Of all the moments of oratorical loveliness in President Obama’s address to the joint session of Congress last week, the one that had the most inspirational power—to me, anyway—was an unscripted one. On C-Span, it happened at minute 36, second 56, just after the president told his former colleagues that they shouldn’t pass along the national debt to our children, which earned him a standing ovation and raucous cheers from both sides of the aisle. “See?” he said, a big accordion-grin spreading across his face as he looked happily over the crowd. “I know we can get some consensus in here.” And for the next few seconds, it looked like Barack Obama, the man who’s fought repeated accusations that he’s too dour in this time of national need, was choking back a laugh.
Erving Goffman, the famous mid-century sociologist, would have said that what the audience magically witnessed at that moment was Obama’s backstage persona, rather than his front-stage one. He pulled the mask off, let us see a glimmer of the guy who’s spent the first month of his presidency walking headlong into the wind, facing down not just awful economic troubles but a squall of Republican opposition to his plans to solve them. In his seminal 1959 text, The Presentation of Self in Everyday Life, Goffman points out that when publicly esteemed people perform, they often subtly disbelieve their own words. The reason isn’t malice or self-delusion, he implies, but self-protection: “They can use this cynicism as a means of insulating their inner selves from contact with the audience.” He gives the example of medical students, who may enter their profession with lofty ideals and soft hearts but learn to talk to patients with game faces on.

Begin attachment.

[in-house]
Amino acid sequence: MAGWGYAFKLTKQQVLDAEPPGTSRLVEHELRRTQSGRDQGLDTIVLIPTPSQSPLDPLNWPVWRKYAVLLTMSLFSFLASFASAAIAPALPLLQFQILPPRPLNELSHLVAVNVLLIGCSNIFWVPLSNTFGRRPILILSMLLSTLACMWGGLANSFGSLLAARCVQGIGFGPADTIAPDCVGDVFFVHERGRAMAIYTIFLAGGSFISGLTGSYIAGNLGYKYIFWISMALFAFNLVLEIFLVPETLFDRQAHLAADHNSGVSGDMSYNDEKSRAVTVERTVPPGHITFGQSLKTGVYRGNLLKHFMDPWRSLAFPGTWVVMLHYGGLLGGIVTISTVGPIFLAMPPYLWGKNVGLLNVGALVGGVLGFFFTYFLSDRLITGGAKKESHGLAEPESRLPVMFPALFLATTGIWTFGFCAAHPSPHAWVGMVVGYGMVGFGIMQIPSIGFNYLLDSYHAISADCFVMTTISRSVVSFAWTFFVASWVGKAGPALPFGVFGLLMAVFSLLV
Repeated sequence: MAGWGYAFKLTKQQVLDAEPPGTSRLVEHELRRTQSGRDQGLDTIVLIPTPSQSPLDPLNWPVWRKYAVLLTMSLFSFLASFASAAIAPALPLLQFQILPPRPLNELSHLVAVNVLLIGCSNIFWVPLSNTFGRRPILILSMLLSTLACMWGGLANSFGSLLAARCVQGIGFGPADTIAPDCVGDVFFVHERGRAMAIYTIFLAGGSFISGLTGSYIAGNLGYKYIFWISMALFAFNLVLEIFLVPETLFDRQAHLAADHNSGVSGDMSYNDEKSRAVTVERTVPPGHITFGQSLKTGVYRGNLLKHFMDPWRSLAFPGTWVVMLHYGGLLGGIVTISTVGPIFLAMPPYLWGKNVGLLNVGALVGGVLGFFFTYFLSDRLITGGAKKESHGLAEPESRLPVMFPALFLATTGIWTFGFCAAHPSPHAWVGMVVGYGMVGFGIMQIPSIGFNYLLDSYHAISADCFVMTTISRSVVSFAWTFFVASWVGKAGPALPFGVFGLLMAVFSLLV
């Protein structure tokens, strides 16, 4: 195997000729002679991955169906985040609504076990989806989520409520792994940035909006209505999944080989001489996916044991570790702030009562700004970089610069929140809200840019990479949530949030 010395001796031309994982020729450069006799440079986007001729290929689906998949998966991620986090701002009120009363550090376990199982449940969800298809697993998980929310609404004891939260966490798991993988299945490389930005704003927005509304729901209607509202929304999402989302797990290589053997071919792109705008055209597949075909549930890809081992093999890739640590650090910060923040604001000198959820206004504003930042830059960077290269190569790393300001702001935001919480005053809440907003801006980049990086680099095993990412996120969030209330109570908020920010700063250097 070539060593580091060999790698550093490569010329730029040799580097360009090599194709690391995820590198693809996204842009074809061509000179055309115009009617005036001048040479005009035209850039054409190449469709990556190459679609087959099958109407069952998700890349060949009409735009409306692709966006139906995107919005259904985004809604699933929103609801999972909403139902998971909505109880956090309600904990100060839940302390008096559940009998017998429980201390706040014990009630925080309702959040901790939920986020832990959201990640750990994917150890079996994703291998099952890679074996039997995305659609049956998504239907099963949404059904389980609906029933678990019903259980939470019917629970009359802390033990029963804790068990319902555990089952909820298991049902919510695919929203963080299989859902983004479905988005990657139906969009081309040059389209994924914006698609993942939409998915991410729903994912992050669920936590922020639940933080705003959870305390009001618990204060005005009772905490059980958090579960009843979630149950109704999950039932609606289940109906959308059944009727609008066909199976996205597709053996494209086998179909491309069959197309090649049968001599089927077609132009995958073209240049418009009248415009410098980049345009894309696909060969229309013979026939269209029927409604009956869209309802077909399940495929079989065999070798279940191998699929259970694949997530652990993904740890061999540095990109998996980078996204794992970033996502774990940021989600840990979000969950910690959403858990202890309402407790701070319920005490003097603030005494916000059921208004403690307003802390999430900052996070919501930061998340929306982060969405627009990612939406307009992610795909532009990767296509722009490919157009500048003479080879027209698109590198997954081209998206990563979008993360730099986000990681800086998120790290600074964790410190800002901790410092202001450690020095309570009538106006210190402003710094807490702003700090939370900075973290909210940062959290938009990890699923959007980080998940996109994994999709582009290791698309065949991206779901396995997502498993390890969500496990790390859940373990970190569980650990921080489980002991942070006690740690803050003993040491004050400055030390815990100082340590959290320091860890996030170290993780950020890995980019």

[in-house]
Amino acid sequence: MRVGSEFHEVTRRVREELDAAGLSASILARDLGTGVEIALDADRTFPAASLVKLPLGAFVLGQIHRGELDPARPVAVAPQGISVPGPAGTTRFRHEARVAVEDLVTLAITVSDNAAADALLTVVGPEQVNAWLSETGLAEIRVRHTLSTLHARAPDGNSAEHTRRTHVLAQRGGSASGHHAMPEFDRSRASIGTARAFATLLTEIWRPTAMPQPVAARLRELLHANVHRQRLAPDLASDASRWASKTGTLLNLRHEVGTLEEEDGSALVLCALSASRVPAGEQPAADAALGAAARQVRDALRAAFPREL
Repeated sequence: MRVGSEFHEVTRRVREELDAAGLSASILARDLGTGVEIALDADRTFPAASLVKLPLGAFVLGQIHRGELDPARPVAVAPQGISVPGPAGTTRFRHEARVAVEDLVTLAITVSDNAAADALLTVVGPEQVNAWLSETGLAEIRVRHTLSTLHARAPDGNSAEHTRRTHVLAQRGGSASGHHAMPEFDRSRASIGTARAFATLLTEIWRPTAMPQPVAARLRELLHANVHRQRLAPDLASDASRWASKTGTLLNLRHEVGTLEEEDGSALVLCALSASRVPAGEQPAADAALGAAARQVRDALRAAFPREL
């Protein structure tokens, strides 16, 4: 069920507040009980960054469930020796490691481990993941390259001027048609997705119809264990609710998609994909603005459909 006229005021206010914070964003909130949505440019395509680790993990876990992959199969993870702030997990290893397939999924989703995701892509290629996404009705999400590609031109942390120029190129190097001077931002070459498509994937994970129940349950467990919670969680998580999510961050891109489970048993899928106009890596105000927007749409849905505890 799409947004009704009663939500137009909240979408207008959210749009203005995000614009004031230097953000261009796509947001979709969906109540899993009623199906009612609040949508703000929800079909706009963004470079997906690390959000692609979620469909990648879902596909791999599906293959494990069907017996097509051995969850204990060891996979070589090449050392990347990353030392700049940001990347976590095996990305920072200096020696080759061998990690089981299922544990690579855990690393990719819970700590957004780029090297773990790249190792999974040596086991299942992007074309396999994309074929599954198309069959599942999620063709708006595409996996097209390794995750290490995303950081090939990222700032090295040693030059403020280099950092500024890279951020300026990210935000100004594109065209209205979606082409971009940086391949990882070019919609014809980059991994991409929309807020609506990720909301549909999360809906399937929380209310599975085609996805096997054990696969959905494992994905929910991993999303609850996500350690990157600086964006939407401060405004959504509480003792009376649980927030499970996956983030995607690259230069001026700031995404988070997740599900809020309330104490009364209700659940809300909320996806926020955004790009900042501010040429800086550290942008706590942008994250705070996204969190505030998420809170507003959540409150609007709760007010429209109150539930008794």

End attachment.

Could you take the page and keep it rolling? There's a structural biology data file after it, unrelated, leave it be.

The problem is, we don’t like it when doctors wear their game faces as they deliver cancer diagnoses, and we don’t like politicians who wear their game faces as they deliver horrible news about the economy. What we want right now is to be identified with, not condescended to. And that’s why those who’ve strayed from the political script—as Obama did, frankly acknowledging that getting Washington to function in periods of crisis is difficult—have been the winners in recent months, and those who’ve stuck with the script have been losers. Timothy Geithner’s speech, too veiled and cautious by half, seemed cynical; so too did Bobby Jindal’s smiling robo-response to Obama’s address. It’s why David Brooks, ordinarily a man of judicious mien, got so much positive attention for his unbound response to Jindal’s anti-government pabulum—“I think it’s insane,” he told Jim Lehrer—and why Chris Matthews, who uttered “Oh, God” into a hot mike as Jindal entered the room, barely suffered for his undisguised moment of disgust. This wasn’t a moment for “stagecraft,” as Matthews said later, explaining his exclamation. It was a moment for candor. In a crisis like this, leadership involves tossing aside the usual mask. “I get it,” said Obama at another point in his speech. And he did.